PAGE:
Books often start with a ‘catch’—something to start readers feeling eager for more. Charles Williams’ War in Heaven, for example, begins with: “The telephone rang without result, since there was no one in the room but the corpse.” Decades ago, students were often required to memorize the opening lines of Dickens’ Tale of Two Cities: “It was the best of times, it was the worst of times...”

The first sentence of The Knowledge of the Holy is profoundly true, but it also clarifies why Tozer’s book is important:

“What comes into our minds when we think about God is the most important thing about us.”

Donald Trump, Tiger Woods, Oprah Winfrey, our spouse, our boss, our neighbor, ourselves: Tozer says that nothing is more critical about any of those persons than their thoughts about God.

If he is right, then we’d better have a true (Biblical) understanding of God’s character. Anything less is idolatry, which Tozer describes as “thoughts about God that are unworthy of Him.” Fortunately, God reveals enough about Himself in the Bible, and Tozer’s book summarizes and organizes what we find there.

This is a thoughtful, worshipful study of God’s character. Each chapter focuses upon one of His attributes (His justice, grace, holiness, etc.), what the Bible says about it, and what it means to us. God’s love, for example, means that He desires what is best for us; His wisdom means He knows exactly what is best for each one of us and how to make it happen; and His sovereignty means He has all the power required to make it happen. The practical application of these truths, of course, is that we can trust Him utterly. Such truths about God will also incline us to worship Him, to praise Him for His infinite excellencies. (And it turns out that praising Him is good for me, too!)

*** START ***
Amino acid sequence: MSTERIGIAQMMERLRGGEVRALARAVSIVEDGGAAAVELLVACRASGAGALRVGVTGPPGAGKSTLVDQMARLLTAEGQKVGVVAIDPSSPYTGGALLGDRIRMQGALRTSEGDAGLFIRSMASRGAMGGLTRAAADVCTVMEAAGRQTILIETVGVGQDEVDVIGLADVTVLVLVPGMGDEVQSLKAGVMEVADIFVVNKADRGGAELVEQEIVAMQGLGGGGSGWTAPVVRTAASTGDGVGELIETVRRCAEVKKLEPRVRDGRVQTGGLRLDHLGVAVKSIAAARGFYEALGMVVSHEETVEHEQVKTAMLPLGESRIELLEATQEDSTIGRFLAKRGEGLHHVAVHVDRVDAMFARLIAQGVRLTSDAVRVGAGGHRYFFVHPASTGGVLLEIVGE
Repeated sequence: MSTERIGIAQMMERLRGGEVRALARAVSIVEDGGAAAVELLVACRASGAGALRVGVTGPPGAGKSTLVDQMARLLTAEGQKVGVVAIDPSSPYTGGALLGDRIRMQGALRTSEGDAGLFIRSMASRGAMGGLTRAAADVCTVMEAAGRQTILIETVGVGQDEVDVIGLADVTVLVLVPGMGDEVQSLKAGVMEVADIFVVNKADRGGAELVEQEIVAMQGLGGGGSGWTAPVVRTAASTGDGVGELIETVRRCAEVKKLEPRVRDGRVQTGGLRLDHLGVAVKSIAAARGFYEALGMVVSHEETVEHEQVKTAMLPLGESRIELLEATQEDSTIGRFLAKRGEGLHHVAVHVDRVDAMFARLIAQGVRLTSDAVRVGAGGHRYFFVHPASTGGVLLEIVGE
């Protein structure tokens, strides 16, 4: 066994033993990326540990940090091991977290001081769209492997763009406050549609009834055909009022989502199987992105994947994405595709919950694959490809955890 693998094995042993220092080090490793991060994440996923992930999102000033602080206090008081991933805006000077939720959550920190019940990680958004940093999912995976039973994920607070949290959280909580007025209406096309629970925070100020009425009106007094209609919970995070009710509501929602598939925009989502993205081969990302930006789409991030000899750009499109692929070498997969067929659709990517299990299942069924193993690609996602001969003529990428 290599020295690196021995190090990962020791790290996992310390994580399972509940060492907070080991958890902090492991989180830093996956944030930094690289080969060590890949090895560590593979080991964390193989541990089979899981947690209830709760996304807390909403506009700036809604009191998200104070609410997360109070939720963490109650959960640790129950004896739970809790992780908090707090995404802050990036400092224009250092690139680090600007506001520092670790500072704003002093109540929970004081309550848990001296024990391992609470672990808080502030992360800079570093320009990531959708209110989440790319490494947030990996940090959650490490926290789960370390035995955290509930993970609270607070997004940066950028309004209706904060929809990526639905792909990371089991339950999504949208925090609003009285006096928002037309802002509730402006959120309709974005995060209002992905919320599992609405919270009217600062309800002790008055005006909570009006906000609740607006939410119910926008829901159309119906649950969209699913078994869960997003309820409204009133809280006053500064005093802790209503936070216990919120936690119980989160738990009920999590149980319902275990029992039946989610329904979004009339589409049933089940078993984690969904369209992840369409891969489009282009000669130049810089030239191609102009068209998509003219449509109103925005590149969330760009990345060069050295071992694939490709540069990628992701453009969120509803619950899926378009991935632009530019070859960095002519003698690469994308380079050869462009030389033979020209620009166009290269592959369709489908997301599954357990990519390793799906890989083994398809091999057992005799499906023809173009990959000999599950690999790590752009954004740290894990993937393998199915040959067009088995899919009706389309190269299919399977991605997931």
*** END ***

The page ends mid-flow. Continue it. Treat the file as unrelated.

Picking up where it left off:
Tozer emphasizes the unity of God, that there are no contradictions among His attributes. He does not, for example, suspend being merciful in order to be just. He is always both, and Tozer expresses this fact concisely: “All that God is does all that God does.” While humans vacillate, and frequently have to choose between love and wrath, God does not.

Every few years, I feel like I need to read The Knowledge of the Holy again—perhaps seven or eight times so far. It never fails to enlarge my view of God. This means that Tozer is doing something for me now that God wants to continue the rest of my eternal life, for He is infinite, and infinitely worthy of praise.

For that and other reasons, this is the favorite of my ‘Top 10 God books.’ It’s not about religion, or about Christian issues. It’s about God Himself, an inexhaustible topic deserving more attention than anything else. Period.

For this series, I’ve chosen two Tozer books (his The Pursuit of God was already reviewed), which both excel at leading readers to passionately pursue a personal knowledge of God. In the next post, I’ll describe my choices for the ‘honorable mentions’—a dozen other great books that each came in eleventh. What a blessing it is that, in our language, there are so many good books to help us know our Lord!

(The Knowledge of the Holy has been made available for check-out from the ABEFC library, along with other titles in The Bookshelf.)